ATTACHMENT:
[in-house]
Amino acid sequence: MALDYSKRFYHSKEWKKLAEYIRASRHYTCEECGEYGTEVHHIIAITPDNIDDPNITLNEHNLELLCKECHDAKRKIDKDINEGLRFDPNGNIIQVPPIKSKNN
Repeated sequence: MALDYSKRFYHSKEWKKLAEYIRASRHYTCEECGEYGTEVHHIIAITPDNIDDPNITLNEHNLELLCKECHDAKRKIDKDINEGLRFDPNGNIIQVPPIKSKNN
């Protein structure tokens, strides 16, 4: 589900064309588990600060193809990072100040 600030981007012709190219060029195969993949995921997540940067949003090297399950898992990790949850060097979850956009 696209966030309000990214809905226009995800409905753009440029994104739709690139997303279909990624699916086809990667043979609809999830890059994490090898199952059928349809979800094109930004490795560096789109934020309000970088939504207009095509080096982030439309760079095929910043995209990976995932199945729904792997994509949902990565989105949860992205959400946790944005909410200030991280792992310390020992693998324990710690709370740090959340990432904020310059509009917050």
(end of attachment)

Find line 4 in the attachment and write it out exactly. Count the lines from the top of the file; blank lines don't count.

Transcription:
């Protein structure tokens, strides 16, 4: 589900064309588990600060193809990072100040 600030981007012709190219060029195969993949995921997540940067949003090297399950898992990790949850060097979850956009 696209966030309000990214809905226009995800409905753009440029994104739709690139997303279909990624699916086809990667043979609809999830890059994490090898199952059928349809979800094109930004490795560096789109934020309000970088939504207009095509080096982030439309760079095929910043995209990976995932199945729904792997994509949902990565989105949860992205959400946790944005909410200030991280792992310390020992693998324990710690709370740090959340990432904020310059509009917050």